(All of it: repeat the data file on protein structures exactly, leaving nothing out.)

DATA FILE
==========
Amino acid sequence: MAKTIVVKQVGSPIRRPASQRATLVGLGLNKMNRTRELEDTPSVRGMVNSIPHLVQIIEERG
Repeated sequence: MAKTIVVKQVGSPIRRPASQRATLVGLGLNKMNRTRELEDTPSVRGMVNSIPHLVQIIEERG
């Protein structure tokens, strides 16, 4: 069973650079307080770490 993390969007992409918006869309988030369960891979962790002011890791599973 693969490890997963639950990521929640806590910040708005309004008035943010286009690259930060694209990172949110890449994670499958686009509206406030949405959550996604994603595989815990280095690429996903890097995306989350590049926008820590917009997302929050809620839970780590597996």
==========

Amino acid sequence: MAKTIVVKQVGSPIRRPASQRATLVGLGLNKMNRTRELEDTPSVRGMVNSIPHLVQIIEERG
Repeated sequence: MAKTIVVKQVGSPIRRPASQRATLVGLGLNKMNRTRELEDTPSVRGMVNSIPHLVQIIEERG
């Protein structure tokens, strides 16, 4: 069973650079307080770490 993390969007992409918006869309988030369960891979962790002011890791599973 693969490890997963639950990521929640806590910040708005309004008035943010286009690259930060694209990172949110890449994670499958686009509206406030949405959550996604994603595989815990280095690429996903890097995306989350590049926008820590917009997302929050809620839970780590597996």